Great Power Rivalry and Security Cooperation
According to the 2018 National Defense Strategy, the U.S. views the “reemergence of long-term, strategic competition” by revisionist powers Russia and China as “the central challenge to U.S. prosperity and security.” Consequently, the United States has leaned heavily on security cooperation with frontline states, selling arms and providing security aid, including weapons, training, and other defense resources, to countries in Russia and China’s sphere of influence. Reminiscent of Cold War containment strategy, the policy also fits within the objectives of several administrations’ National Security Strategies that seek to work with allies and partners to counter and contain great power rivals.
At its core, the approach seeks to both strengthen the defense capabilities of allies to defend against threats to their sovereignty and national interest as well as send a signal to Russia and China of American commitment to a sustained presence in these regions. Ultimately, the U.S. government’s intent is to develop trust between partner states and draw them from the potential orbit of regional rivals. However, though several administration’s have placed important emphasis on this approach to managing the listing balance of power in both Asia and Europe, the strategy has proven more successful in responding to Russia’s regional influence in Eastern and Central Europe than countering China in Southeast Asia.
In both cases, the provision of defense equipment remains substantial and growing. Department of Defense official announced in April plans to sell F-35 fighter jets to Poland, Romania, and Greece and similar plans for Southeast Asia. The U.S. has also resumed military training to Indonesian special forces and proposed selling arms to Vietnam. In total, since 2008, the U.S. has provided $5.9 billion to Eastern and Central Europe and $2.2 billion to Southeast Asia in security assistance.
In implementing this strategy, the U.S. has expressed that it prefers its allies use U.S.-made weapons to replace their Soviet era equipment and refrain from purchasing arms from its rivals. This is a vital component of military cooperation efforts with countires like Poland and Latvia, as well as the participants of the DoS’s European Recapitalization Incentive Program, replacing Soviet-era hardware with U.S. equipment. Yet it would not be realistic for the U.S. to expect similar actions from Southeast Asian states given their desire to form a defense relationship with the U.S. as well as China. In the end, strategic realitioes for countries in each region is defining the efficacy of American “contaiment” efforts.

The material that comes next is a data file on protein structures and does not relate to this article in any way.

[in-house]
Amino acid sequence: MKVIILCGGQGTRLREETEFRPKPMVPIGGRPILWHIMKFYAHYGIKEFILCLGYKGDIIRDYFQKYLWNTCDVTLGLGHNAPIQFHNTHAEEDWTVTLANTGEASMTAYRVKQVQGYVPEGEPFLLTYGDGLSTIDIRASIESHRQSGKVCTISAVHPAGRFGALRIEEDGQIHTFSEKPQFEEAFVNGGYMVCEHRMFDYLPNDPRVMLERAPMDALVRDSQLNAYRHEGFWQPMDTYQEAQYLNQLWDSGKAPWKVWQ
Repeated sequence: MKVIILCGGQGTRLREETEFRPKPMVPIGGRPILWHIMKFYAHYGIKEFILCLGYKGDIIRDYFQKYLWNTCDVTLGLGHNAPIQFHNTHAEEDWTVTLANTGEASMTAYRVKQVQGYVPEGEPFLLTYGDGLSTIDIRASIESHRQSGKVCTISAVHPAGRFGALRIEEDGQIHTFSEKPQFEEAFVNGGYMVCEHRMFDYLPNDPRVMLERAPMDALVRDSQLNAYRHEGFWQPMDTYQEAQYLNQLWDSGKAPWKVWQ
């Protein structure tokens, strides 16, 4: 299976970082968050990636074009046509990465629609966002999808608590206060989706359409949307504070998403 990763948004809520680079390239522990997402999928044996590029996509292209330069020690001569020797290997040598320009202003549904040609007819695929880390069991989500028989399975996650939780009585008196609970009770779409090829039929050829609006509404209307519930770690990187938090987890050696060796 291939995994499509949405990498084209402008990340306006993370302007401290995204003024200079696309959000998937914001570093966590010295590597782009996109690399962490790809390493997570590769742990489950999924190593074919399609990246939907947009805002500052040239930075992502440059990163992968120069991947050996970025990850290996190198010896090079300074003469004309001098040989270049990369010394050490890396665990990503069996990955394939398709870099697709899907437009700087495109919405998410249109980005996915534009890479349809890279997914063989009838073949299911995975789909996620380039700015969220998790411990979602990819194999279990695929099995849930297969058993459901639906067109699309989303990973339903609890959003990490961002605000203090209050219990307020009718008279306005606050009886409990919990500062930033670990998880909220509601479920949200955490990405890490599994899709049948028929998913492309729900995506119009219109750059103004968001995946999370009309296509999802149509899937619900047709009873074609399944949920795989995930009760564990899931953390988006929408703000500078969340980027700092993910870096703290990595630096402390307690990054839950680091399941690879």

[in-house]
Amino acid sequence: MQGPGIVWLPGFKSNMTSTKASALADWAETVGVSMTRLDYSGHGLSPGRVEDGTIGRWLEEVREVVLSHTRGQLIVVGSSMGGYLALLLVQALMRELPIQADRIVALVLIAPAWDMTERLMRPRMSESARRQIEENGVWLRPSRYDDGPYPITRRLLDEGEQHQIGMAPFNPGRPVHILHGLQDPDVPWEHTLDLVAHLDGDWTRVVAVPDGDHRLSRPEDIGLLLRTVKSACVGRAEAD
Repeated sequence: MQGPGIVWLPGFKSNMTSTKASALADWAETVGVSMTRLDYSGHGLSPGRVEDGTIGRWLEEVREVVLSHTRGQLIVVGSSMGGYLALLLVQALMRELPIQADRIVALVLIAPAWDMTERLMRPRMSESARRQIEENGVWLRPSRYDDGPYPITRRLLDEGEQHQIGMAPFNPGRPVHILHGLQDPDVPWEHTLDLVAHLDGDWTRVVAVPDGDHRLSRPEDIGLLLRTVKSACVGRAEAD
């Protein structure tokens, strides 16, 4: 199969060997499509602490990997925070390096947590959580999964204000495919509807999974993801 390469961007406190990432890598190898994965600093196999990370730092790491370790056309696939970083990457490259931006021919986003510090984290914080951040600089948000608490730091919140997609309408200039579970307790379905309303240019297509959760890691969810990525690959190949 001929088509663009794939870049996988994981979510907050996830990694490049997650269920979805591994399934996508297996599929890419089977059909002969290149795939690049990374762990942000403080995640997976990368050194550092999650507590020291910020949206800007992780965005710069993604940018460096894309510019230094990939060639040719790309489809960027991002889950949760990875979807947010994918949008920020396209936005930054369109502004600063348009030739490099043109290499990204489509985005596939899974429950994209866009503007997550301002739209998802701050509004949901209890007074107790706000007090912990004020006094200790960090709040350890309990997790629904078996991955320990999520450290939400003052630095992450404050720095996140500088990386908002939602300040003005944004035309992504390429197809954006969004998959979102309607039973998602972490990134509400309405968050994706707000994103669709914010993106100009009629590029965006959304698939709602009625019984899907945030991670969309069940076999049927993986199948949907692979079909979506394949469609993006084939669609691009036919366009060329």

To start with, Georgia and Ukraine are facing direct threats to their territories from Russia while most of the other Eastern and Central European states have had similar experiences as members of the Soviet Union or as satellite states. They have only become more concerned about Russian resurgence in the region following Moscow’s invasion of Georgia in 2008 and Crimea in 2014. They are also more willing to work with the U.S. and its Western Europe allies because of their desire to integrate into Western institutions like NATO, the EU, and the ECB. Southeast Asian countries. with the exception of Vietnam, do not have the same adversarial history with China that Europe has had with Russia. Even though Malaysia, Brunai, the Philippines and Vietnam are currently in a territorial dispute with China over the control of the resource rich and strategic South China Sea, there are other factors that bring these countries closer to Bejing.
Southeast Asian states have strong economic ties with China, which remains one of their largest trading partners and has invested billions in their countries, especially under the Belt and Road Initiative. Thus, deeper defense cooperation with the U.S. could have negative economic consequences for these countries, making them more likely to attempt to steer a neutral course. Eastern and Central European states also have a significant economic relationship with Russia, especially in the energy sector. Yet this has not restricted them from responding to the threat they perceive from Russia after it annexed Crimea by seeking U.S. military support as well as increasing their arms purchase from the U.S.
Moreover, most of these states, including major U.S. partners like Indonesia, Thailand, Philippines, and Vietnam, resist forming deep security relations with hegemonic powers and oppose America’s Indo-Pacific strategy that pushes them to choose between China and the U.S. Coupled with the lack of a military alliance with the U.S. like NATO, these realities limit the strategic value of U.S. military cooperation with the countries in the region.
Lastly, actions by governments and military units in Southeast Asia pose a challenge to U.S. efforts to form partnerships in the region. Though Eastern Europe is by no means blemish free when it comes to human rights issues, Southeast Asian governments and military units have a troubling history of committing human rights violations. Major U.S. partners Vietnam and Indonesia were under U.S. arms embargo that have recently been lifted for violating human rights while Myanmar is currently under an embargo for violent actions against the Rohingya.
Such actions by these governments has not always affected their security relationship with the U.S. but it could restrict the extent of U.S. cooperation. Arms sales to the Philippines has been limited to small arms and avoids complex weapons due to concerns that they will be used against civilians in Duterte’s anti-drug campaign. This has reduced the effectiveness of the strategy in convincing Southeast Asian states to choose the U.S. over China without arming governments or units that will turn their weapons on their citizens. It has also brought some of these states closer to China which does not have similar laws that govern its security relationships.